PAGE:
EXCLUSIVE: While NBC opted not to go forward with midseason comedy Next Caller, the network is staying in business with the series’ star Dane Cook. NBC Entertainment and sibling studio Universal Television, which co-produced Next Caller with Lionsgate TV, have inked a new deal with the actor-comedian to develop a new starring vehicle for him. Cook’s casting in Next Caller stemmed from a development deal he signed with NBC last fall. Although NBC brass didn’t like the creative direction of the show, which led to its demise four episodes into production, they liked Cook — who starred as a foul-mouthed satellite radio DJ forced to share the mic with a chipper NPR feminist (Collette Wolfe) — and wanted to keep him in the fold. “Dane Cook is one of the most talented comedians working today,” said NBC Entertainment president Jennifer Salke. “He has a broad fan base and always fresh point of view. We are eager to get started working on his next project.” Cook is repped by UTA.
In a post on his blog, Stephen Falk, creator/executive producer of NBC midseason comedy Next Caller, discusses the network’s decision last month to pull the plug on the series. Next Caller, produced by Lionsgate TV and Universal TV, starred Dane Cook as a foul-mouthed satellite radio DJ forced to share the mic with a chipper NPR feminist (Collette Wolfe). Jeffrey Tambor, Joy Osmanski and Wolé Parks co-starred in the series, whose four completed episodes won’t air. In a post titled Advice To Young TV Writers (but really: What Happened To My NBC Show), Falk describes the effect the cancellation has had on him, addresses the potential reasons for Next Caller‘s demise, shares some lessons from the experience and voices support for female comedy writers. Here is his post in his entirety.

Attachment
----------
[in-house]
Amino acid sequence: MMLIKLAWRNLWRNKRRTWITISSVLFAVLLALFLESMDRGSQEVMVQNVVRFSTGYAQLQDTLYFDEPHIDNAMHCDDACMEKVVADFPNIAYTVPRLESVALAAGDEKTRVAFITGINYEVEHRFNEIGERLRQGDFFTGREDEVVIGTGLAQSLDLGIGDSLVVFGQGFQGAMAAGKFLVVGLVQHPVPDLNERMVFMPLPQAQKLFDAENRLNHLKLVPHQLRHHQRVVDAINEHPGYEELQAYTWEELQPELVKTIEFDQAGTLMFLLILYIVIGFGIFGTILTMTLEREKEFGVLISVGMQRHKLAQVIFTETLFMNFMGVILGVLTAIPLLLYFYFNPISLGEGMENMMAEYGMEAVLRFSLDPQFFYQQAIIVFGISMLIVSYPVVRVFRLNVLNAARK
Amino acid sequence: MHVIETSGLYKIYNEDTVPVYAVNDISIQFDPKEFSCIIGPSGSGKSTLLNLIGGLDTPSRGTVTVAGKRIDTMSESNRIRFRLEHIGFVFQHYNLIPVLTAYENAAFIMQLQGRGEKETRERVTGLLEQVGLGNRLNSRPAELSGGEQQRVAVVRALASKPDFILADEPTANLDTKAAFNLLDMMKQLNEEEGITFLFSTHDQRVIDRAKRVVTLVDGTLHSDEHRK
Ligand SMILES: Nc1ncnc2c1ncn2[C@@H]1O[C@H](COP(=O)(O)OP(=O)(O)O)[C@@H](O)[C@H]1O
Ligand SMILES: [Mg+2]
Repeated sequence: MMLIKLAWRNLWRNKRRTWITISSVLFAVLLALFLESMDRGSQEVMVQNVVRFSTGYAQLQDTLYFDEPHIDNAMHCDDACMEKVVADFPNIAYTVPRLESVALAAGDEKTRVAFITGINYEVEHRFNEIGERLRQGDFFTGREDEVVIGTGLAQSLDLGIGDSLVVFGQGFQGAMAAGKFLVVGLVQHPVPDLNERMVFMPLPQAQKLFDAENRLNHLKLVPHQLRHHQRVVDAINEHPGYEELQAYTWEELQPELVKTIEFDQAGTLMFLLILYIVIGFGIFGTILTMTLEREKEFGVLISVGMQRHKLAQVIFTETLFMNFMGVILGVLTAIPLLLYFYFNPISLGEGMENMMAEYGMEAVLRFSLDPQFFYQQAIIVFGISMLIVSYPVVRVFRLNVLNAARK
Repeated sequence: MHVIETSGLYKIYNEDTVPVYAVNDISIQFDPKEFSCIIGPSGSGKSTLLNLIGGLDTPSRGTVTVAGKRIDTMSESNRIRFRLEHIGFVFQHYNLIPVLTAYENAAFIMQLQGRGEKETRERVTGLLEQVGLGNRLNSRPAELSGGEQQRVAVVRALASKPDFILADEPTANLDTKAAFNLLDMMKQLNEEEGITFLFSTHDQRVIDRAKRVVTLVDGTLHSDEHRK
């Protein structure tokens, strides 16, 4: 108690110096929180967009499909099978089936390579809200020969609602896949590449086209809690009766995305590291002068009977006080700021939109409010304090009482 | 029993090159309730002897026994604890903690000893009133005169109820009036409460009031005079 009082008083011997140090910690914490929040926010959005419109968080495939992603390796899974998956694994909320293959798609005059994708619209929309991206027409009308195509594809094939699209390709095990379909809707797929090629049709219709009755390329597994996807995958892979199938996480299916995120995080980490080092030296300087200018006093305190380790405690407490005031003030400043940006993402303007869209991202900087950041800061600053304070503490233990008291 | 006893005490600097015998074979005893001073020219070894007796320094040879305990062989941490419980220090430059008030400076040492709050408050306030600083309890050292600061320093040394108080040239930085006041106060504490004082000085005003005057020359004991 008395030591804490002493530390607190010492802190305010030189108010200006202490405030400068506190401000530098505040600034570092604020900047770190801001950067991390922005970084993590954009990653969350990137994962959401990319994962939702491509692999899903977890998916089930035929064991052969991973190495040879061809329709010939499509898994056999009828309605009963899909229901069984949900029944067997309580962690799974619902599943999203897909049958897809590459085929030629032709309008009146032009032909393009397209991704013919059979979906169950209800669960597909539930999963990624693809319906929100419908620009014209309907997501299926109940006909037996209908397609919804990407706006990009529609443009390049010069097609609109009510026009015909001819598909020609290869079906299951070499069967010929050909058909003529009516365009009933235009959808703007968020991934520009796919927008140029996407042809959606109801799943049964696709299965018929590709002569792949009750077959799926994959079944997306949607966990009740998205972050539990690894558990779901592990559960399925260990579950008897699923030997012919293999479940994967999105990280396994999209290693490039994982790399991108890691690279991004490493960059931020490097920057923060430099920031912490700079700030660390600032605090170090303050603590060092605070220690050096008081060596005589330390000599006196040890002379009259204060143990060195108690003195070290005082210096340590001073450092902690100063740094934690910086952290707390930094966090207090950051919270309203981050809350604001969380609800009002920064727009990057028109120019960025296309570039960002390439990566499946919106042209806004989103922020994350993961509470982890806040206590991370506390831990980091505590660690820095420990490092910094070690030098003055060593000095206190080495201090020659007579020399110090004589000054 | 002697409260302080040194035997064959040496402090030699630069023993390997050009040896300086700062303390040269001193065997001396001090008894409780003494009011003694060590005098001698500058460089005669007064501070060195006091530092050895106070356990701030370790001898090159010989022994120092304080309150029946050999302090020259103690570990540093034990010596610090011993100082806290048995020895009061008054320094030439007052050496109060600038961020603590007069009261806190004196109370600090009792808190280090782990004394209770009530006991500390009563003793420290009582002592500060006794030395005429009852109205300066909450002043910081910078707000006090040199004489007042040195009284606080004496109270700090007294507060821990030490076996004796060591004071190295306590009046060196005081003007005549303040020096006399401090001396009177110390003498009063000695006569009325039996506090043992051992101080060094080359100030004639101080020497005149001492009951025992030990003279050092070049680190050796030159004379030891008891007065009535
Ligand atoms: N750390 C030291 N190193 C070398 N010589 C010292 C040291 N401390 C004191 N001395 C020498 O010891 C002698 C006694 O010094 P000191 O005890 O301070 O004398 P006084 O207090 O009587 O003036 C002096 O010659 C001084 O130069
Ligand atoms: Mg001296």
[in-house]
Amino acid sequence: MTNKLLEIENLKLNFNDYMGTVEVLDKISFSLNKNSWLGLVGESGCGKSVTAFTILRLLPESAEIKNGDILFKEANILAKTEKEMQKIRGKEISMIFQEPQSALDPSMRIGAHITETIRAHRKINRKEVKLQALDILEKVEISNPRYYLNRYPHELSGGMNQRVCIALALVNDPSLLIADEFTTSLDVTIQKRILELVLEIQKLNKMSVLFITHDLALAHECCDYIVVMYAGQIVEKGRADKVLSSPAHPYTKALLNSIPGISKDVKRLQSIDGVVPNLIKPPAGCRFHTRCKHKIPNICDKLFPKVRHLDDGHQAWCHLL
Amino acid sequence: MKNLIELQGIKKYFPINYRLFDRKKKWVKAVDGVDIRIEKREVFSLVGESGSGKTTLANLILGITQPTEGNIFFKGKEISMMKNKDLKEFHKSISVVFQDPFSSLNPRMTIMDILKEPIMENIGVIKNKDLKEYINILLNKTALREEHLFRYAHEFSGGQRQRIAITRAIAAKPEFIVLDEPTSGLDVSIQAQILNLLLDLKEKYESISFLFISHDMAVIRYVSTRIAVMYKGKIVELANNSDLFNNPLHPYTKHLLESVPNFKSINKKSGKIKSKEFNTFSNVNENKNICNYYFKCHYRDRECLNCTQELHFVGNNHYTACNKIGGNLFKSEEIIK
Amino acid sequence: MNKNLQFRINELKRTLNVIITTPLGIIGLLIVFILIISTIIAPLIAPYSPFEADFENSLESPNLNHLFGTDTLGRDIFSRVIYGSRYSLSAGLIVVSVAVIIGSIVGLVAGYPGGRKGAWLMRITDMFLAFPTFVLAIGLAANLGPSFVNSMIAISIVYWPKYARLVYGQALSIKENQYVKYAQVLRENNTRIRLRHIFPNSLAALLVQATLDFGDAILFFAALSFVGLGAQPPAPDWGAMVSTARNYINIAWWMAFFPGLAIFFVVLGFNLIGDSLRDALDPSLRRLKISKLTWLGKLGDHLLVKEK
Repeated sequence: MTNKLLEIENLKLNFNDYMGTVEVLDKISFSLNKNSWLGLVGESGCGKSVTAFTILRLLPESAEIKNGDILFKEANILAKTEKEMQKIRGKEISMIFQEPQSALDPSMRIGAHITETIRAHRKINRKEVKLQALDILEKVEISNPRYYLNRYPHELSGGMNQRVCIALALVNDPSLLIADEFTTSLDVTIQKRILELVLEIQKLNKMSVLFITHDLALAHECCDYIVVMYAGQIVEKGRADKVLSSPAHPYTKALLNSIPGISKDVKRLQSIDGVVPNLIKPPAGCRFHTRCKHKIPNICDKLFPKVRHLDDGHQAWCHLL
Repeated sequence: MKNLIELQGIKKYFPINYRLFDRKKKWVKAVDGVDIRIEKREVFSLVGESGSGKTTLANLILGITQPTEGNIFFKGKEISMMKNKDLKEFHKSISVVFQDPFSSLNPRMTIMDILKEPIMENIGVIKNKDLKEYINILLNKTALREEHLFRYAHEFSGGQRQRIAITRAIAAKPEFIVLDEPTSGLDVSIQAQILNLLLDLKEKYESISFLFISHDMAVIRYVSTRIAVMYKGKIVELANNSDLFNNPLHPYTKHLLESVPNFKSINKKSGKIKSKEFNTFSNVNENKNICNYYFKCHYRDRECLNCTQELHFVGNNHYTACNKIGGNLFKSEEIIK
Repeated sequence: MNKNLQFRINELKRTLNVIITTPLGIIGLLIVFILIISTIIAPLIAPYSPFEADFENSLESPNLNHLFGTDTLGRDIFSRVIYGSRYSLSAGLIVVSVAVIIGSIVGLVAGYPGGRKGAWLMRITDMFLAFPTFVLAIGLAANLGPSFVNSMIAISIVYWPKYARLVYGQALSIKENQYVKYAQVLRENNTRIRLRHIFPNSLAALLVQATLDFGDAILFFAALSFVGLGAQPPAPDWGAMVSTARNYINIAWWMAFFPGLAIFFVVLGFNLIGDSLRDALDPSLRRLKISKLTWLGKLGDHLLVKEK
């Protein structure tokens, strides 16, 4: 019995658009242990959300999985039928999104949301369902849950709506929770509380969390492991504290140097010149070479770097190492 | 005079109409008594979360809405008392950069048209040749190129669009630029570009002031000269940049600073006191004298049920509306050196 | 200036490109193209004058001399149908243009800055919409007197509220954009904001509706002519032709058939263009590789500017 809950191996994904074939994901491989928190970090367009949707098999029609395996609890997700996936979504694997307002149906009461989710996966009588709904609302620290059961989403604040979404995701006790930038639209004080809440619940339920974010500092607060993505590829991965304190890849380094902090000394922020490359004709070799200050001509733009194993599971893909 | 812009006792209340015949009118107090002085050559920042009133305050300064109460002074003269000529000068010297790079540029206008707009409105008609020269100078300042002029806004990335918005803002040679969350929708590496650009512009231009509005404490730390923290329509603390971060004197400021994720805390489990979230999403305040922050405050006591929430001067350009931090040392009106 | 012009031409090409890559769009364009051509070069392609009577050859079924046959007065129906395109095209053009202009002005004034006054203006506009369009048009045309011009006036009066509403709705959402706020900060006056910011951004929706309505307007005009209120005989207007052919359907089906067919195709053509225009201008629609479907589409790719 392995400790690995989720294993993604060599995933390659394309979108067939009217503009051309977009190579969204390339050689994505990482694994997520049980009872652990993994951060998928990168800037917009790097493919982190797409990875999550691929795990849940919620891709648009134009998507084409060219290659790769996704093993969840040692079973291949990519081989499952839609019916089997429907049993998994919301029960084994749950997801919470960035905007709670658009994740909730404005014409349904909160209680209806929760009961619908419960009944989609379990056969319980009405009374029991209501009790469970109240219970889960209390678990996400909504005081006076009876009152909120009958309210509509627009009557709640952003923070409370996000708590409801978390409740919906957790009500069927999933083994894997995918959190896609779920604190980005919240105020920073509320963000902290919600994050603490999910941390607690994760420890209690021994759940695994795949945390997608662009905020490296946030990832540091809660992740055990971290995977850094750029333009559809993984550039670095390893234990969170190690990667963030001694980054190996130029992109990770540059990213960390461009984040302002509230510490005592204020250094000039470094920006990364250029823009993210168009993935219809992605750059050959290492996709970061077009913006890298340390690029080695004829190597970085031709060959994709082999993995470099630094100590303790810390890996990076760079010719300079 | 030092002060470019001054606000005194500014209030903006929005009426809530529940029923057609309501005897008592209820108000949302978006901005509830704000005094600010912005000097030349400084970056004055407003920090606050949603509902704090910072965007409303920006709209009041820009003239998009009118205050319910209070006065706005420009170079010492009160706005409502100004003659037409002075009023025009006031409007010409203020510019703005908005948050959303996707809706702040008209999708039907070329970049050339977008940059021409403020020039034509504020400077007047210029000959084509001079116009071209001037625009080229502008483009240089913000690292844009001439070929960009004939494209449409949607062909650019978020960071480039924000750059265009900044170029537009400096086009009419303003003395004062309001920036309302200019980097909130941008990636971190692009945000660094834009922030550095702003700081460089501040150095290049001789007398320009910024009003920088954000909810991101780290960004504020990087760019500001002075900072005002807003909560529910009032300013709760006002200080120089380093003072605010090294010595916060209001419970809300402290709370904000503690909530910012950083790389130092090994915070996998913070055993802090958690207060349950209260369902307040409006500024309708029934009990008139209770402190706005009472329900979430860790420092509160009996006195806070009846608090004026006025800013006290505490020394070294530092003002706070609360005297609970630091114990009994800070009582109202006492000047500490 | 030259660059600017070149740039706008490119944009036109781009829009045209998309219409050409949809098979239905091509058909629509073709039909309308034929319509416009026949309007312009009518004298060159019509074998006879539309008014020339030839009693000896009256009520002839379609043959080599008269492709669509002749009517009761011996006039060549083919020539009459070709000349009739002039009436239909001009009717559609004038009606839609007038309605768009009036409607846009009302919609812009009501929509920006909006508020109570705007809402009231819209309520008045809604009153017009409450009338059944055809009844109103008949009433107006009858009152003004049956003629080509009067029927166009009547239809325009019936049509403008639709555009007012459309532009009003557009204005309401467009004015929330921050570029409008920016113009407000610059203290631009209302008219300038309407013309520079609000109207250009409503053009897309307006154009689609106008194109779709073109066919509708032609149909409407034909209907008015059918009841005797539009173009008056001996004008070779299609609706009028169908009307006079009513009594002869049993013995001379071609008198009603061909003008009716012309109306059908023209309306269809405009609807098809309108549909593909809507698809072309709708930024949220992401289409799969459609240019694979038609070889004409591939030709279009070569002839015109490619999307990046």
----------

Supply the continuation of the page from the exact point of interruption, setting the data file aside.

Hey, you aspiring TV writers. It’s a hard job to crack into, but if you’re good enough and driven enough, it will happen for you. Don’t give up!
For if you work hard enough, someday you too may work on your own show for a year — from pitch to outline to script to pilot to the triumph of being picked up to series: the Golden Ticket. Then you might move across the country to actually make the show, hire a hundred actors and writers and crew members, and then in the middle of editing the 4th episode, get your show abruptly cancelled via late-night Friday phone call from Los Angeles. Then the fun part: you get to walk in shock back to your office — abandoning the confused editor waiting to lock the episode — and personally call all the actors and writers and crew and inform them the proverbial plug has been pulled and they no longer have a job, sorry.
NEW COMEDIES & DRAMAS FOR 2012-13 NBC PRIMETIME SCHEDULE
Sitcoms expand to four nights this fall including Tuesday and Friday nights. New dramas from Dick Wolf and JJ Abrams. Here’s your first look:
NBC’s Save Me - Comedy
Produced by Sony Pictures Television and Original Film. Novelist John Scott Shepherd is executive producer/creator along with executive producer/director Scott Winant and executive producers Neal H. Moritz, Vivian Cannon, and Alexa Junge:
NBC’s 1600 Penn - Comedy
Produced by 20th Century Fox. From executive producer/director Jason Winer. The executive producers are Winer (who also directed the pilot), Gad and former White House speechwriter Jon Lovett: